Ellen G. White Writings

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Ellen G. White: The Early Years: 1827-1862 (vol. 1), Page 45

Chapter 3—(1844) 1844—The Year of Expectation and Disappointments

The days came and went, bringing the expectation of the coming of Jesus ever nearer. Ellen, her older sister Sarah, and her twin sister Elizabeth worked in the home with textiles that they might have means with which to purchase tracts and books heralding the message of the Second Advent. Ellen could earn 25 cents a day, many times working while propped up in her bed. The literature thus purchased they placed in the hands of persons of experience who could send it abroad.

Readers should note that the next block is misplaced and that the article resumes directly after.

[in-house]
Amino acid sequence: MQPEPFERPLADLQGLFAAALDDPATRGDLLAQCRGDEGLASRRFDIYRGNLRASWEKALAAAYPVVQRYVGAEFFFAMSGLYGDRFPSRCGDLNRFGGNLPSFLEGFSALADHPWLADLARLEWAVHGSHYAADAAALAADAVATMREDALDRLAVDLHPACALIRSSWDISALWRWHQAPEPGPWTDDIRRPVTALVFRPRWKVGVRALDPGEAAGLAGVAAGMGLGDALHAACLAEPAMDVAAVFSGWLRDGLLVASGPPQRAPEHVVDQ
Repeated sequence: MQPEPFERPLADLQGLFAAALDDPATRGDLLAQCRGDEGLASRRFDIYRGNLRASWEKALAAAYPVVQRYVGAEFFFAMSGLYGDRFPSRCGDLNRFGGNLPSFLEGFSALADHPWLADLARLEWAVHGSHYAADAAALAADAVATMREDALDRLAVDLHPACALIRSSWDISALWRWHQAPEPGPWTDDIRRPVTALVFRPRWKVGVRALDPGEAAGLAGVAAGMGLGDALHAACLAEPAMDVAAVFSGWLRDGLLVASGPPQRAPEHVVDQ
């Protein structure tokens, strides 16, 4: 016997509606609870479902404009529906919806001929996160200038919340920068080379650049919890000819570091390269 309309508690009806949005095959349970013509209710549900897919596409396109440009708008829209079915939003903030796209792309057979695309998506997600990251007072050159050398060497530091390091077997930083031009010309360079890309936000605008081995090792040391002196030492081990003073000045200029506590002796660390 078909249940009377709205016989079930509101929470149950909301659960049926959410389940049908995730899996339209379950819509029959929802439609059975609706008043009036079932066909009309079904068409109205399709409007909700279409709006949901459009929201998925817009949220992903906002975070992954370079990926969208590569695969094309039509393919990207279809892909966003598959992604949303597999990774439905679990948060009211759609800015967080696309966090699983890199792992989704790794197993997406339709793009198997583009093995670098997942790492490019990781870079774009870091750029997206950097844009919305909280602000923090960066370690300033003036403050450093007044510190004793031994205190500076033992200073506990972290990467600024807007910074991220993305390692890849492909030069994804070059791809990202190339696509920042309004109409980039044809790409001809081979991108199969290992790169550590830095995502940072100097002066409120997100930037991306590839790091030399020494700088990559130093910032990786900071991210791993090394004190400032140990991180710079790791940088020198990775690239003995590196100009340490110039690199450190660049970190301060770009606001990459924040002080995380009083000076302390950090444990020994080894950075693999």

The Question of the Immortality of the Soul

About this time Ellen's mother and a sister attended a meeting at which was presented the mortal state of man. It was explained that at his death man did not go to heaven or hell, but back to the dust from whence he came. As the subject was talked over in the home, Ellen was deeply concerned. She wrote:

I listened to these new ideas with an intense and painful interest. When alone with my mother, I inquired if she really believed that the soul was not immortal. Her reply was she feared we had been in error on that subject as well as upon some others.

“But Mother,” said I, “do you really believe that the soul sleeps in the grave until the resurrection? Do you think that the Christian, when he dies, does not go immediately to heaven, nor the sinner to hell?”

She answered: “The Bible gives us no proof that there is an

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